by Beatrice Williams-Rude
The 94th annual Inner Circle dinner and lampoon show took place at the New York Hilton on Saturday. (The Inner Circle is a venerable political writers association.)
This year’s entry was titled “Shamilton,” a nod to the Broadway hit, Hamilton, whose creator, Lin-Manuel Miranda was very much in evidence, charmingly in a section of the video introducing the lampoon. The video consisted of short skits, snippets. One, concerning secrecy about the results of the Wyoming caucuses was already out of date, Bernie Sanders having been declared the winner hours before.
The thrust of the show was the hostility between Mayor Bill, “Hamilton” de Blasio (Rich Lamb) and Governor Cuomo as Burr, played by Polly Kreisman. Rand Paul was also played by a woman: Laura Nahmias.
This brings the Inner Circle full circle, from when women were not only not allowed to join the club, they couldn’t even sit with the men to watch the show. They were confined to the balcony. Even Dolly Schiff, publisher of the New York Post—started by Alexander Hamilton in 1801, a point made during this show—was not permitted to sit with the other publishers on the main floor, but was confined to the balcony with the “wives.”
One of the fun activities even before the show begins is studying the seating list. Who’s whose guest and why. John Catsimatidis (Gristedes supermarket chain owner) took three tables and among his guests was Ed Cox, Tricia Nixon’s husband. This raises the question of whether Catsimatidis is planning a run for mayor. Several years ago that was the buzz.
Now, he’s in the show, played by Michael Scholl, and provides the dénoument: dueling with pies. And yes, real pies in the face—above and beyond the call of duty!
The first act was titled “The Room Where It Happened” and arguably the high point was Gabe Pressman as Pope Francis singing “Spreadin’ my new style religion” to the tune of “Old Time Religion.” The second act was “Dueling Egos” and while we had the Pope in act one, we had Jesus in act two. Andrew Siff, a particularly gracious Inner Circle president, played Mike Bloomberg, who was considering running again because he was so bored. Mark Lieberman was particularly effective as Eliot Spitzer.
There was a too true to be funny duet between Hillary Clinton (Courtney Gross) and Bernie Sanders (Henry Goldman) about feeling the Bern. Every time Larry Seary stepped onstage he injected energy into the proceedings no matter how small his part. The heaviest lifting, of course, was by Rich Lamb and Polly Kreisman portraying the two principals.
There were several interesting trios. One with Obama (Jim Harney), McConnell (Eric Shawn) and Jesus (Bob Liff). The thrust was Jesus attempting to get the other two to get along. There was a tribute to Justice Scalia—sung to “Maria” by Ruth Bader Ginsburg (Carole Zimmer), Sonia Sotomayor (Irene Cornell), and Elena Kagan (Jennifer McLogan).
The director, Shelly Strickler, was heroic. Given the complexity of the offering and the fact that the performers were hardly members of Actors Equity, she pulled off a near-miracle.
The Inner Circle writers faced a problem unique to this political season: parodying what was already a parody. Thus they can be forgiven for getting ham-fisted and descending into R-rated language and references to body parts.
As the lampoon has evolved, so has the rebuttal. Initially the mayor made a speech, but handsome, charming Mayor John Lindsay changed that. He brought Florence Henderson and they did a soft-shoe and sang—special material—“John Is Always Wrong.” Subsequently he brought Chita Rivera and Josephine Premice.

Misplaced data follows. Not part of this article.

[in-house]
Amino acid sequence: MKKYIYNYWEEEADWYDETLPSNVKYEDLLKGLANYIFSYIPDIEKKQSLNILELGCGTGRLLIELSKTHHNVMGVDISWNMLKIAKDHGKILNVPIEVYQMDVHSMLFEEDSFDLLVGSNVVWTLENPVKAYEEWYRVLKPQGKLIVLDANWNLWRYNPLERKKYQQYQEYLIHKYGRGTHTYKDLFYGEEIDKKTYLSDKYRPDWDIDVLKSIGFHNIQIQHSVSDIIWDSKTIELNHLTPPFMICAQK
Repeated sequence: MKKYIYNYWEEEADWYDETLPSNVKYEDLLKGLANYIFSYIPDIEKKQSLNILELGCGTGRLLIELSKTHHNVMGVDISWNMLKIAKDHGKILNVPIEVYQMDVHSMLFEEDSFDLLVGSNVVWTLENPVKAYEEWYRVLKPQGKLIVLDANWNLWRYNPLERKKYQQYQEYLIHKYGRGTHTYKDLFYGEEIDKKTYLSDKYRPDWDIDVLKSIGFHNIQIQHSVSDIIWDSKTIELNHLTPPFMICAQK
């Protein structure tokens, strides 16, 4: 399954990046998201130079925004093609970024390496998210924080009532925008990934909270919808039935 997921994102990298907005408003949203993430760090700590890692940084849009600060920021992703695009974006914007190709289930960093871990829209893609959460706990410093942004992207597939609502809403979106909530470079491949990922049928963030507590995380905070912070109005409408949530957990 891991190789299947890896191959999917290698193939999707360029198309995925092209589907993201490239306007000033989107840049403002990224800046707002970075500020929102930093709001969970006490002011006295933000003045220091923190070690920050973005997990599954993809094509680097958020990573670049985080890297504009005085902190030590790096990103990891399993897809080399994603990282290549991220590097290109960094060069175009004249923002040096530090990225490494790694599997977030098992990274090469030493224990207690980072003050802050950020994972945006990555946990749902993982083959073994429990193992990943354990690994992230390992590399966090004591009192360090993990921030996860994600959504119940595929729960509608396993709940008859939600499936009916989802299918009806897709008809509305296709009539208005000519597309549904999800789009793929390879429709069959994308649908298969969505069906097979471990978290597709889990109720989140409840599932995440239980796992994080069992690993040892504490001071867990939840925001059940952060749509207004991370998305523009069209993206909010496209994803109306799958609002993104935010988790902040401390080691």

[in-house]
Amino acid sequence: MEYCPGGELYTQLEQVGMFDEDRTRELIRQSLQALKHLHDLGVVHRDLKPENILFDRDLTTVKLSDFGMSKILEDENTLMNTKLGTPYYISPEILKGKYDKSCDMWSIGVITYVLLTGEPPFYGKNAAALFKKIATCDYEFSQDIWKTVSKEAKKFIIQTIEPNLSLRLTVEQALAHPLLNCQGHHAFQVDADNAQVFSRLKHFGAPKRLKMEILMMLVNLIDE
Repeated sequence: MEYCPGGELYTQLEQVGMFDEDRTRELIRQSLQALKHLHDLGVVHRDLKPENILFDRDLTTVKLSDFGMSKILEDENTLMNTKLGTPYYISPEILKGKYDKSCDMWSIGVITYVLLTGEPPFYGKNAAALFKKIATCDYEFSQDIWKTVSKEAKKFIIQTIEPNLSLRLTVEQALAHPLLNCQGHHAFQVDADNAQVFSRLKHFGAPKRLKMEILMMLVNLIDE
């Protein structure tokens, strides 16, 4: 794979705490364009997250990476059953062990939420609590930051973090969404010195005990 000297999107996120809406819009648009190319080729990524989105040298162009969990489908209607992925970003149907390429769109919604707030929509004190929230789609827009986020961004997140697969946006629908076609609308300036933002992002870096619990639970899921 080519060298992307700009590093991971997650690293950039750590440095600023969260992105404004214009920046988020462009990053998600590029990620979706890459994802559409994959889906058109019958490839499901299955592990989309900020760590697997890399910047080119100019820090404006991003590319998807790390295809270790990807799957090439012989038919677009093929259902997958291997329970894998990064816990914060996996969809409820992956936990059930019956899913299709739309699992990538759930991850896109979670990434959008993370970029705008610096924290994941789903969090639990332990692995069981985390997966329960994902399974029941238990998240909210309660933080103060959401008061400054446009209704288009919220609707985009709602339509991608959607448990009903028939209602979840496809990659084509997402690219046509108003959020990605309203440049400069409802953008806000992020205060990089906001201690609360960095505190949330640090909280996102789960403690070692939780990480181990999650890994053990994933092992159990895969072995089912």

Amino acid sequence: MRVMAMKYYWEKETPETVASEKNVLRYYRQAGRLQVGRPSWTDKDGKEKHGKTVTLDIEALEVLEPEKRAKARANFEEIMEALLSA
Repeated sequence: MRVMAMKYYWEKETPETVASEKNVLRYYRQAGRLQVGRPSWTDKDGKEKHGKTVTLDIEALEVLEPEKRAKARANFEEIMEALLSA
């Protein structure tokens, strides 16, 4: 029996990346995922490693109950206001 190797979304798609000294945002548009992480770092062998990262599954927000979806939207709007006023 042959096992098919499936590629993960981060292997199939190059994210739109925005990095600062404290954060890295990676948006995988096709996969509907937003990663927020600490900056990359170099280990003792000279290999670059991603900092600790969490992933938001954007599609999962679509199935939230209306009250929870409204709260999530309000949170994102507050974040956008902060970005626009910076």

So what could physically unprepossessing Abe Beam do to top that? He brought the cast of A Chorus Line starting a tradition that culminated with Mike Bloomberg arriving by “helicopter.” Mayor Mike, who couldn’t carry a tune in a bucket, allowed himself to be subjected to all manner of physical abuse and as he gamely took his lumps, irrespective of one’s views of his policies, one loved him, if only for the night.
Which brings us to April 9, 1916. Cars could not use the Hilton driveway because an army of protesters accusing de Blasio of breaking promises stood in the way, along with a sizable police presence.
The thrust of the mayor’s rebuttal had him seeking advice on how to handle various issues. There were myriad Pinteresque pauses, but, alas, they weren’t pregnant. Nothing substantive followed.
The segment with Steve Buscemi was a delight as was the one with the Upper East Side woman, one of the.01%, but de Blasio has used this before.
In both the show itself and the rebuttal, horses were front and center—referencing the mayor’s problems with the carriage industry and his shifting positions.
Throughout the mayor’s segment, he mouthed Bernie Sanders’ positions without attribution. Then this rebuttal descended into naked, unabashed hucksterism for Hillary, who then appeared onstage. The attempts at humor included an unfunny racial joke about why de Blasio was so slow in endorsing Hillary—he was on C-P time (colored people’s time) which then became “cautious politicians’ time.”
Then, as we were exhorted to attend the debate at the Brooklyn Navy Yard, we might have inferred that Mrs. Clinton was debating with herself—and given her ever-shifting positions this is a logical assumption. Her actual opponent, Bernie Sanders, was not mentioned by name, despite having just added Wyoming to his string of victories.
That very omission might be seen as proving Sanders’ point, that Hillary’s backers are from the moneyed class, those who can spend big bucks for tickets—an Inner Circle table can go for $15,000. No $27 donors here.
It should be noted that the money goes to the charities listed on the program, ranging from Doctors Without Borders to the NY Press Club, Stan Brooks Scholarship Fund.